A research team may have found a connection between the evolution of the Earth’s crust and the Earth’s path through the Milky Way. By analyzing rocks in Australia and Greenland, the group led by geologist Chris Kirkland from Curtin University in Perth has found a rhythm for the formation of the earth’s crust. This was therefore strengthened about every 200 million years.
The epochs match periods when the solar system traveled with Earth in areas of the Milky Way where stellar density was higher, they write. This could have sent more comets toward Earth from the far fringes of the solar system.
An “exciting connection”
Explanation of the connection found
(Image: NASA/JPL-Caltech/ESO/R. Hurt/Kirkland et al.)
The celestial bodies would then have hit the earth more often, the research group now explains. As a result, the earth’s surface was increasingly melted every 200 million years, which, for example, formed the cores of the later continents. They found the rhythm by analyzing the age and isotopic signature of minerals from very old geological structures in western Australia and south-west Greenland. So it is not a regional phenomenon. The team has also linked several “geological events,” such as impact craters, to the solar system’s path through the Milky Way. The group published their research in the journal Geology.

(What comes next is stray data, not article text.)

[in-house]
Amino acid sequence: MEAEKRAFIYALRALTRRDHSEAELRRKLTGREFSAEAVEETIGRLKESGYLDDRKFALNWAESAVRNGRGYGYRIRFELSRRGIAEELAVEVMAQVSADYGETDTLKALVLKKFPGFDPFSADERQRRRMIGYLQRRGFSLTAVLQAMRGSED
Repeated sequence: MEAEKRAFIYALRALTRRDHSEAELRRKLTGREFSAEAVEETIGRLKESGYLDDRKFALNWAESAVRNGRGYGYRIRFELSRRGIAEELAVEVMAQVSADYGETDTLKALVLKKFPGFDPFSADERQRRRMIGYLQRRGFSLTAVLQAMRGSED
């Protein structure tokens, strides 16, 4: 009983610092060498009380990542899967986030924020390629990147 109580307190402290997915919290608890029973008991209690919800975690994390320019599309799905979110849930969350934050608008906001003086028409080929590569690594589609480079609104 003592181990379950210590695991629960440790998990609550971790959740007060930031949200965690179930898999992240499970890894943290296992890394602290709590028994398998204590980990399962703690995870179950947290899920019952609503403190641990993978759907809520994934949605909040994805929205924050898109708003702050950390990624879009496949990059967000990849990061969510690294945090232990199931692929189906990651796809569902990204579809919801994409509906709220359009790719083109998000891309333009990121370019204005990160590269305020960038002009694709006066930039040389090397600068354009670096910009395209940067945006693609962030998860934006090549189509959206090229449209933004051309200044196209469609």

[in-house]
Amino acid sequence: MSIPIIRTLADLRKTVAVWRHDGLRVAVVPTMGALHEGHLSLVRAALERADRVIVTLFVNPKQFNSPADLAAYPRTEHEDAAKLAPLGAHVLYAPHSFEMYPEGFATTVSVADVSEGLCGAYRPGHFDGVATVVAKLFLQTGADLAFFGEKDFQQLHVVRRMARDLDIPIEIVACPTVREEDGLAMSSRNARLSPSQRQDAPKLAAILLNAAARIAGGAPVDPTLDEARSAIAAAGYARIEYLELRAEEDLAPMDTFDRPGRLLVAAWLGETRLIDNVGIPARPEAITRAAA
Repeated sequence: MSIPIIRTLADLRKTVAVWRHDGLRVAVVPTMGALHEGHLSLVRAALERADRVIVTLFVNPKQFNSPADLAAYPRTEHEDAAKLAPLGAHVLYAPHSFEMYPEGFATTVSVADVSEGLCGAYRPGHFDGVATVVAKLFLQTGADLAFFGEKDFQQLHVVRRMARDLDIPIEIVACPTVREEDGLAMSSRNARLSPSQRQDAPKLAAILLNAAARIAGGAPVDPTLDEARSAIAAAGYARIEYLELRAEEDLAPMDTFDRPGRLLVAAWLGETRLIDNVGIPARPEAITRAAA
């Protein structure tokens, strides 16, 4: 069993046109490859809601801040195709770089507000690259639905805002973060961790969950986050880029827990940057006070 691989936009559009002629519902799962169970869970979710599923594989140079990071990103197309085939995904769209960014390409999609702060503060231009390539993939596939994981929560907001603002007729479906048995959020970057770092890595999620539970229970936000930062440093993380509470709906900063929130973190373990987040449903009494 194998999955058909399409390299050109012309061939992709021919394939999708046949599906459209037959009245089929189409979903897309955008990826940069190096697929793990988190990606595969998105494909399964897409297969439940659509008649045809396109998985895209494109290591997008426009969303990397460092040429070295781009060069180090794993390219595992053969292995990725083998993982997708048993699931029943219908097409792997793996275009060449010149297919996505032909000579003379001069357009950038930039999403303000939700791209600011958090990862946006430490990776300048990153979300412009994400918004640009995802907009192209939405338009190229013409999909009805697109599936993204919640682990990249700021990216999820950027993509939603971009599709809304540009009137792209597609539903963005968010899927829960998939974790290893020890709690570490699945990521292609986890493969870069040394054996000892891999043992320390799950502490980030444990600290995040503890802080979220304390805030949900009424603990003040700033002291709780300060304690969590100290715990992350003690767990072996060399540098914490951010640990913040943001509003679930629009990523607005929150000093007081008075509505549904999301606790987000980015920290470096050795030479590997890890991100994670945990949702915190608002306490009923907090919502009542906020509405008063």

If the find is confirmed, it would be an exciting connection between processes on Earth and the movement of our solar system through the galaxy, Kirkland classifies the work. So far, it has been generally assumed that the formation of the earth’s crust is driven solely by processes in the interior of our home planet. If the formation of the continents, the land masses on which we live and on which we find most of our natural resources, is linked to the passage of the solar system through the Milky Way, it would shed a completely new light on the history of our planet and its place in the cosmos .
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